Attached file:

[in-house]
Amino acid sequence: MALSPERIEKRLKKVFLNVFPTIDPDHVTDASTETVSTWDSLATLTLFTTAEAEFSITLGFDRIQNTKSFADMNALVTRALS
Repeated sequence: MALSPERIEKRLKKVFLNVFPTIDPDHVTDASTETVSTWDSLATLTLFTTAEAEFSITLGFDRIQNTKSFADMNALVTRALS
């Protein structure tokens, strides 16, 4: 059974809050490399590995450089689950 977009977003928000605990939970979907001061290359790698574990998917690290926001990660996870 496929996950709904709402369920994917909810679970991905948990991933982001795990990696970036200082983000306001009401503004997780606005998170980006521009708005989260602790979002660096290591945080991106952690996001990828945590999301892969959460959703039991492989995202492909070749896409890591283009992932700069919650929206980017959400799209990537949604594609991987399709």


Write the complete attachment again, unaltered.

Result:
[in-house]
Amino acid sequence: MALSPERIEKRLKKVFLNVFPTIDPDHVTDASTETVSTWDSLATLTLFTTAEAEFSITLGFDRIQNTKSFADMNALVTRALS
Repeated sequence: MALSPERIEKRLKKVFLNVFPTIDPDHVTDASTETVSTWDSLATLTLFTTAEAEFSITLGFDRIQNTKSFADMNALVTRALS
């Protein structure tokens, strides 16, 4: 059974809050490399590995450089689950 977009977003928000605990939970979907001061290359790698574990998917690290926001990660996870 496929996950709904709402369920994917909810679970991905948990991933982001795990990696970036200082983000306001009401503004997780606005998170980006521009708005989260602790979002660096290591945080991106952690996001990828945590999301892969959460959703039991492989995202492909070749896409890591283009992932700069919650929206980017959400799209990537949604594609991987399709």